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In October, Japan had inaugurated Fumio Kishida as the new Prime Minister after winning the presidential election of the Liberal Democratic Party (LDP). This new sense of state will certainly influence Tokyo’s trajectory in international and regional affairs, including in Southeast Asia.

Not only has Japan maintained intensive strategic cooperation with Southeast Asians for decades, the region’s importance has also increased under Japan’s Free and Open Indo-Pacific (FOIP). Southeast Asia, as a pivot link the Indian Ocean and the Pacific Ocean, is the key to Japan’s interest and geostrategic vision.

Since the debate on the LDP presidential election, many have identified Kishida’s political trajectory, including in the defense and security aspect. Be bold, Kishida reflected its hawkish stance on China, North Korea and its commitment to strengthen its alliance with Washington. In addition, Kishida also aimed to advance geostrategic and security initiatives with like-minded countries, particularly in the context of FOIP.

One of the like-minded countries for Japan is Indonesia, which is Japan’s key partner in Southeast Asia and the Indo-Pacific.

This article traces the perspective of Japan’s security cooperation with Indonesia under the new Prime Minister. He argues that Prime Minister Kishida will continue to develop Japan’s security cooperation with Indonesia to adapt to the changing security environment in the Indo-Pacific.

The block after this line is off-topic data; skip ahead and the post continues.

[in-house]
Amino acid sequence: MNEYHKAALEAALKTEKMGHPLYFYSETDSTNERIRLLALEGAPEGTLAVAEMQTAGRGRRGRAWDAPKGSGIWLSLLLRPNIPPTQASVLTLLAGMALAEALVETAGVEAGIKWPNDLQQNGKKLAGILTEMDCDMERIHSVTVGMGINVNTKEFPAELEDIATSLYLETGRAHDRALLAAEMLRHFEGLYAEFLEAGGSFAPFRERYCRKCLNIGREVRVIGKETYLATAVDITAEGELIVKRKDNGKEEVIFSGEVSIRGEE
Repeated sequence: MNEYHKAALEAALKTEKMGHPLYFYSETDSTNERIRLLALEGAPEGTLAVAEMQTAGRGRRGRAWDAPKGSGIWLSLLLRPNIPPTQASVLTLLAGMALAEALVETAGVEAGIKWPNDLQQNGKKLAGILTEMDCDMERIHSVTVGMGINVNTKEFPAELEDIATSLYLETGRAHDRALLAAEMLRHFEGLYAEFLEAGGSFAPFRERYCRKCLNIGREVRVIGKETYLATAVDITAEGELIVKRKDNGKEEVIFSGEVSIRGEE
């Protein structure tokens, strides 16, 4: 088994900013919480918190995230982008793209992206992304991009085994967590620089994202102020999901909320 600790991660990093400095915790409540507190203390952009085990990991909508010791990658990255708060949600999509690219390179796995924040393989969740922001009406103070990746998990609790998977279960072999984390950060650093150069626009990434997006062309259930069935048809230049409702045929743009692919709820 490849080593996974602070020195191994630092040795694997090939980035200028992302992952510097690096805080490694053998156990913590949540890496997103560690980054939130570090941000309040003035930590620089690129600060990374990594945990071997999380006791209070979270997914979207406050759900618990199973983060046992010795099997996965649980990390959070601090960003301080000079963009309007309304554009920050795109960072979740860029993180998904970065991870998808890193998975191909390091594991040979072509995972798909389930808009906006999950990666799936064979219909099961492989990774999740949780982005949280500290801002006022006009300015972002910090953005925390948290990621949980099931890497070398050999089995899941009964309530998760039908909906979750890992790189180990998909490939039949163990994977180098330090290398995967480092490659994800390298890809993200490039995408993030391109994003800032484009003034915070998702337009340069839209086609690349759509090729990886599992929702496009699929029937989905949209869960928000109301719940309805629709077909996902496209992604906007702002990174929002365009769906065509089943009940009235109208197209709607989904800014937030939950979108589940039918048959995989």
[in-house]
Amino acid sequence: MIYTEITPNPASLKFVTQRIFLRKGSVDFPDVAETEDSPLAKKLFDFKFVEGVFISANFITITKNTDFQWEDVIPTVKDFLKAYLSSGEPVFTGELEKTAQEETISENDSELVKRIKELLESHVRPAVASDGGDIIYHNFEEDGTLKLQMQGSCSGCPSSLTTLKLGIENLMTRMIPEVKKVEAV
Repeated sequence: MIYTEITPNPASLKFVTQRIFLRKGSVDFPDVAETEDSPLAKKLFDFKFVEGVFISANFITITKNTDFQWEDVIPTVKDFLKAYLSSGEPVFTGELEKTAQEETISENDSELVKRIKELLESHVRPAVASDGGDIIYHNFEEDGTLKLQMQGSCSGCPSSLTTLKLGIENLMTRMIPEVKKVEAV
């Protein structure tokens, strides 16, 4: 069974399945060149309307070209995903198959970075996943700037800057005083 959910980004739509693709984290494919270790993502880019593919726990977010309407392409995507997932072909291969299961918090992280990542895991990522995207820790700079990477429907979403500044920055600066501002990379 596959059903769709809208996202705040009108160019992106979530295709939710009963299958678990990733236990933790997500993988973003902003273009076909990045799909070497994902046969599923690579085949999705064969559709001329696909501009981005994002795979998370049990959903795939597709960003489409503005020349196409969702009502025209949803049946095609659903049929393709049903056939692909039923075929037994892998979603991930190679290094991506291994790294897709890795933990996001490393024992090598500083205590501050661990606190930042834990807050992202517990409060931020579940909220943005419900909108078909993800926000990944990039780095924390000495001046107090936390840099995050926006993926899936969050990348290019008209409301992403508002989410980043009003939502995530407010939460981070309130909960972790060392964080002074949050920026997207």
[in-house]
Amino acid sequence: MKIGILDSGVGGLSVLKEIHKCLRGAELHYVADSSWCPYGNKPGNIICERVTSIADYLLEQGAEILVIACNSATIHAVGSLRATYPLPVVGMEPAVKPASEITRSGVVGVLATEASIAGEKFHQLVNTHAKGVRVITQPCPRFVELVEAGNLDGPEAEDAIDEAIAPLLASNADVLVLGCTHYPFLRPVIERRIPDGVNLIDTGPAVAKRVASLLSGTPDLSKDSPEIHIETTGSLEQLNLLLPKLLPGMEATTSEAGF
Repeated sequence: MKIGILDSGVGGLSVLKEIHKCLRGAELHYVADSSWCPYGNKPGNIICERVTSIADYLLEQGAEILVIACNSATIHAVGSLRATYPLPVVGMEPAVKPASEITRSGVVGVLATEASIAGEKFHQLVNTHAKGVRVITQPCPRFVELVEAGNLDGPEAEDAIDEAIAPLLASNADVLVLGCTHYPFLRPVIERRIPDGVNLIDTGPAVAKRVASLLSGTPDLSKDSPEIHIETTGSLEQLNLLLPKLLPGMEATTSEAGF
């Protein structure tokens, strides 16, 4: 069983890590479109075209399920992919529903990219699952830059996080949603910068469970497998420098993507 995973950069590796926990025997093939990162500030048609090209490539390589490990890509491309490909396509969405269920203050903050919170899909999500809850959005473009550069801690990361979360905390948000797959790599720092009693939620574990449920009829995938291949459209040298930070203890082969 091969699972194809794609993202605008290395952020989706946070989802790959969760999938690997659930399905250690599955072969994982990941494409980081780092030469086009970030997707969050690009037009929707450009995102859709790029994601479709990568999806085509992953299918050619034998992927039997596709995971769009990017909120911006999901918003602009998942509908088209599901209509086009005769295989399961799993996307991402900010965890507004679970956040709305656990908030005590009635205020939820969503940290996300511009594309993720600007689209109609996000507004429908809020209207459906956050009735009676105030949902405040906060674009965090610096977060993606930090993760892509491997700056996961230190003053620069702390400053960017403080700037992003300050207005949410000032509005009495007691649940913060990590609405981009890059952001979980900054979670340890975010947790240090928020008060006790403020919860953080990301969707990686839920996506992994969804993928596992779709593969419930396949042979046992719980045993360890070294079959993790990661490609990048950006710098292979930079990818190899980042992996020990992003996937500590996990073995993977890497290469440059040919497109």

Common ground Japan – Indonesia

In its basic principle, Japan and Indonesia share the same values ​​of democracy, regulated order and freedom of navigation in the development of strategic cooperation, particularly in the field of maritime security.

In the geostrategic context, Japan and Indonesia also have important similarities. Both countries are maritime nations and seek to maximize their maritime power, while formally having synchronized geostrategic vision. While Japan has FOIP, Indonesia has Global Maritime Fulcrum (Poros Maritim Dunia) and main initiator of the ASEAN perspectives on the Indo-Pacific (AOIP).

By capitalizing on this common vision, since the era of Shinzo Abe and Joko “Jokowi” Widodo, Japan and Indonesia have initiated many new cooperation in matters of security ranging from a high-level framework such as the meeting 2 +2 from Foreign Affairs and Defense Ministers to 2015 and 2021 aid for capacity building and joint exercises. In addition, transfers of defense equipment and joint technological development were also initiated under Abe-Jokowi.

Kishida Foreign Affairs and Defense Profile

Compared to his predecessor, Suga Yoshihide, Prime Minister Kishida is more familiar with foreign affairs.

Personally, Kishida come from a political family and lived for several years in the United States, reflecting his exposure to the international and political environment from an early age. It’s very different from Suga, who grew up in a family of strawberry farmers in a rural area of ​​Akita Prefecture.

Politically, he was foreign minister under Shinzo Abe, Fumio Kishida is the longest-serving foreign minister in Japanese history. This reflects his deep understanding of current world affairs, compared to Suga who has spent most of his political career in the domestic arena, as Chief Secretary to the Cabinet and Minister of Home Affairs and Communication.

More specifically, in the defense and security posture, Prime Minister Kishida is willing go beyond the status quo and not block any key options in order to “protect citizens”. During his political speeches, he said he was not ruling out the possibility of building attack capabilities due to the harsh security environment surrounding Japan. In addition, Kishida will not limit the defense budget to less than 1% of Japan’s gross domestic product if necessary.